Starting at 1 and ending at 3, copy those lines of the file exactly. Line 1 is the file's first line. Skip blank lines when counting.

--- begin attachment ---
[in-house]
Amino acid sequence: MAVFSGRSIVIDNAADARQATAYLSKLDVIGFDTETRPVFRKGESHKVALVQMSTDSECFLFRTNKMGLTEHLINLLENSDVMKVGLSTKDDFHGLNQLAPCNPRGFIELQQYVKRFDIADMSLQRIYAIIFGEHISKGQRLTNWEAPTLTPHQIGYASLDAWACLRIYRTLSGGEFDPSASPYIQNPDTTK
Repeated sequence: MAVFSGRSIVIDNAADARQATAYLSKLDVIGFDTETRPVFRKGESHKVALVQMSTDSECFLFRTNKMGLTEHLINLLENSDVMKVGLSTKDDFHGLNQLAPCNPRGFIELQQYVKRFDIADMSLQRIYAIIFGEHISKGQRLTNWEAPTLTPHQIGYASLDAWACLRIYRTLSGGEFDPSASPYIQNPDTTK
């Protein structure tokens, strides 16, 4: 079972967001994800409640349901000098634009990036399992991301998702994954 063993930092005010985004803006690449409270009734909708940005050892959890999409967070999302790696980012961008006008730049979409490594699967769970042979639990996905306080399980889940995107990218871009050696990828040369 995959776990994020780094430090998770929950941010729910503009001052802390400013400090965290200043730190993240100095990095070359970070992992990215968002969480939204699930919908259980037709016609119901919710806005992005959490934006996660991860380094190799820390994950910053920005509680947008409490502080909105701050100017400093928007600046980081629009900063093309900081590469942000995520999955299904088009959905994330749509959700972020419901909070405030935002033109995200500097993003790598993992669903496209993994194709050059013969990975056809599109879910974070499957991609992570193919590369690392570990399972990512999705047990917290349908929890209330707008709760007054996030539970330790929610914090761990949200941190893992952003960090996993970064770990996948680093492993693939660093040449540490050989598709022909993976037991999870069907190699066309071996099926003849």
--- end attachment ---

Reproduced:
[in-house]
Amino acid sequence: MAVFSGRSIVIDNAADARQATAYLSKLDVIGFDTETRPVFRKGESHKVALVQMSTDSECFLFRTNKMGLTEHLINLLENSDVMKVGLSTKDDFHGLNQLAPCNPRGFIELQQYVKRFDIADMSLQRIYAIIFGEHISKGQRLTNWEAPTLTPHQIGYASLDAWACLRIYRTLSGGEFDPSASPYIQNPDTTK
Repeated sequence: MAVFSGRSIVIDNAADARQATAYLSKLDVIGFDTETRPVFRKGESHKVALVQMSTDSECFLFRTNKMGLTEHLINLLENSDVMKVGLSTKDDFHGLNQLAPCNPRGFIELQQYVKRFDIADMSLQRIYAIIFGEHISKGQRLTNWEAPTLTPHQIGYASLDAWACLRIYRTLSGGEFDPSASPYIQNPDTTK